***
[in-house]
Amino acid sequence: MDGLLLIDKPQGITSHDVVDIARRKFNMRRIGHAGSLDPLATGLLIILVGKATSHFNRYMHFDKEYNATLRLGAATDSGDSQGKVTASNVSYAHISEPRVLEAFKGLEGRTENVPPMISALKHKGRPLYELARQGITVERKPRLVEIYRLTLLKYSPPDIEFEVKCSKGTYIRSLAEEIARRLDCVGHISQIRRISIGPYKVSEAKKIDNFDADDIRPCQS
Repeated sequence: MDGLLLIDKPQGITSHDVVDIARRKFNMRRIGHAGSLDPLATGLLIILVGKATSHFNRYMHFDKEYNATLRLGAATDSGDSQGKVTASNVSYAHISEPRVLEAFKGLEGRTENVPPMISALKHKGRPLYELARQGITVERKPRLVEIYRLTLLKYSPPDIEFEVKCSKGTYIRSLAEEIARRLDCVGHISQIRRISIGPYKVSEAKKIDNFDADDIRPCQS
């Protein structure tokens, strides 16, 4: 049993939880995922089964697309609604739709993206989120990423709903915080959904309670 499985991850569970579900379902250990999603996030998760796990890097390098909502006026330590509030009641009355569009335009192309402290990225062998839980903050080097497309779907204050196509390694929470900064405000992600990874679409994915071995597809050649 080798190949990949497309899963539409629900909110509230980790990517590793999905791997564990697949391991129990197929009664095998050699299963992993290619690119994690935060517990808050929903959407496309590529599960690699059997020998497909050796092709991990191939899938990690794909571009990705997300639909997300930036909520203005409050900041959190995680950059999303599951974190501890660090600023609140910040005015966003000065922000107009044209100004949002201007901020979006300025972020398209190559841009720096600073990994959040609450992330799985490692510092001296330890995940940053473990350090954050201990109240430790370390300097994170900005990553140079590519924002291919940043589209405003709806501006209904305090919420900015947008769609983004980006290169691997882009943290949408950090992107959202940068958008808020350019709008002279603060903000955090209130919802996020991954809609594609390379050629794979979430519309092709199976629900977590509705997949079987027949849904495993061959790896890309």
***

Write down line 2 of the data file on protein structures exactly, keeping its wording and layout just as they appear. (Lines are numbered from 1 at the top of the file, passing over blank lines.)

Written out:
Amino acid sequence: MDGLLLIDKPQGITSHDVVDIARRKFNMRRIGHAGSLDPLATGLLIILVGKATSHFNRYMHFDKEYNATLRLGAATDSGDSQGKVTASNVSYAHISEPRVLEAFKGLEGRTENVPPMISALKHKGRPLYELARQGITVERKPRLVEIYRLTLLKYSPPDIEFEVKCSKGTYIRSLAEEIARRLDCVGHISQIRRISIGPYKVSEAKKIDNFDADDIRPCQS